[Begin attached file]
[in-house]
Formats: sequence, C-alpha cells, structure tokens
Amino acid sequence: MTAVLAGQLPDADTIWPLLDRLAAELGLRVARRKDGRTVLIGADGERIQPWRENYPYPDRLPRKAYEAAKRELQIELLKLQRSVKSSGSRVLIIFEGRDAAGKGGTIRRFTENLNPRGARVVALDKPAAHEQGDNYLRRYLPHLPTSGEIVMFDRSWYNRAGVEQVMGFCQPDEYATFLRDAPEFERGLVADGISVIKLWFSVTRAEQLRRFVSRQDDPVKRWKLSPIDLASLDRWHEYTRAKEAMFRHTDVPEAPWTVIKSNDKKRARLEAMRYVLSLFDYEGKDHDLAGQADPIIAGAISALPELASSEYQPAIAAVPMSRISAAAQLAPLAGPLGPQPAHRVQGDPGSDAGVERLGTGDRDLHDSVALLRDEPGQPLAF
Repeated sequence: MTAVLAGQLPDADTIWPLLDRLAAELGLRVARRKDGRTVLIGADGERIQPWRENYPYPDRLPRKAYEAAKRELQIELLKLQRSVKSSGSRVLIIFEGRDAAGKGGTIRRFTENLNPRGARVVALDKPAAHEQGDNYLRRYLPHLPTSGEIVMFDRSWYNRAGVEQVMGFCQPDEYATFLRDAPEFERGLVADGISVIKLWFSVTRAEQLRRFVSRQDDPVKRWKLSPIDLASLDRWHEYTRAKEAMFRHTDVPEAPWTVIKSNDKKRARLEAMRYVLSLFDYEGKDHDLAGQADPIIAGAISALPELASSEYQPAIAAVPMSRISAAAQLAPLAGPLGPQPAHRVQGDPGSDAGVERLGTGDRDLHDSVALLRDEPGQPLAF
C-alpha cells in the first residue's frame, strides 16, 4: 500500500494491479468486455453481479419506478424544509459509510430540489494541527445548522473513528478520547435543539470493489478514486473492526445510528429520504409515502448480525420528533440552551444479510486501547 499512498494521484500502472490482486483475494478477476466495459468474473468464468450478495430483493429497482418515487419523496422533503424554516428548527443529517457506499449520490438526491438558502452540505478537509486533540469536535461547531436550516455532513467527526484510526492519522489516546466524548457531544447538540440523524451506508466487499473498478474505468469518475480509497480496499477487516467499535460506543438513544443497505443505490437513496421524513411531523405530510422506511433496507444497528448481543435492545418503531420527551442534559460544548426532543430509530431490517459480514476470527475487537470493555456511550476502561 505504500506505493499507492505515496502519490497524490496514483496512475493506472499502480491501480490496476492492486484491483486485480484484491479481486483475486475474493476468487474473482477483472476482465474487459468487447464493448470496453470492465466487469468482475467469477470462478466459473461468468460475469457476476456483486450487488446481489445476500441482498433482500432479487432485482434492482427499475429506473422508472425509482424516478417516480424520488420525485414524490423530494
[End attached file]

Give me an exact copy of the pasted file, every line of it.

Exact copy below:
[in-house]
Formats: sequence, C-alpha cells, structure tokens
Amino acid sequence: MTAVLAGQLPDADTIWPLLDRLAAELGLRVARRKDGRTVLIGADGERIQPWRENYPYPDRLPRKAYEAAKRELQIELLKLQRSVKSSGSRVLIIFEGRDAAGKGGTIRRFTENLNPRGARVVALDKPAAHEQGDNYLRRYLPHLPTSGEIVMFDRSWYNRAGVEQVMGFCQPDEYATFLRDAPEFERGLVADGISVIKLWFSVTRAEQLRRFVSRQDDPVKRWKLSPIDLASLDRWHEYTRAKEAMFRHTDVPEAPWTVIKSNDKKRARLEAMRYVLSLFDYEGKDHDLAGQADPIIAGAISALPELASSEYQPAIAAVPMSRISAAAQLAPLAGPLGPQPAHRVQGDPGSDAGVERLGTGDRDLHDSVALLRDEPGQPLAF
Repeated sequence: MTAVLAGQLPDADTIWPLLDRLAAELGLRVARRKDGRTVLIGADGERIQPWRENYPYPDRLPRKAYEAAKRELQIELLKLQRSVKSSGSRVLIIFEGRDAAGKGGTIRRFTENLNPRGARVVALDKPAAHEQGDNYLRRYLPHLPTSGEIVMFDRSWYNRAGVEQVMGFCQPDEYATFLRDAPEFERGLVADGISVIKLWFSVTRAEQLRRFVSRQDDPVKRWKLSPIDLASLDRWHEYTRAKEAMFRHTDVPEAPWTVIKSNDKKRARLEAMRYVLSLFDYEGKDHDLAGQADPIIAGAISALPELASSEYQPAIAAVPMSRISAAAQLAPLAGPLGPQPAHRVQGDPGSDAGVERLGTGDRDLHDSVALLRDEPGQPLAF
C-alpha cells in the first residue's frame, strides 16, 4: 500500500494491479468486455453481479419506478424544509459509510430540489494541527445548522473513528478520547435543539470493489478514486473492526445510528429520504409515502448480525420528533440552551444479510486501547 499512498494521484500502472490482486483475494478477476466495459468474473468464468450478495430483493429497482418515487419523496422533503424554516428548527443529517457506499449520490438526491438558502452540505478537509486533540469536535461547531436550516455532513467527526484510526492519522489516546466524548457531544447538540440523524451506508466487499473498478474505468469518475480509497480496499477487516467499535460506543438513544443497505443505490437513496421524513411531523405530510422506511433496507444497528448481543435492545418503531420527551442534559460544548426532543430509530431490517459480514476470527475487537470493555456511550476502561 505504500506505493499507492505515496502519490497524490496514483496512475493506472499502480491501480490496476492492486484491483486485480484484491479481486483475486475474493476468487474473482477483472476482465474487459468487447464493448470496453470492465466487469468482475467469477470462478466459473461468468460475469457476476456483486450487488446481489445476500441482498433482500432479487432485482434492482427499475429506473422508472425509482424516478417516480424520488420525485414524490423530494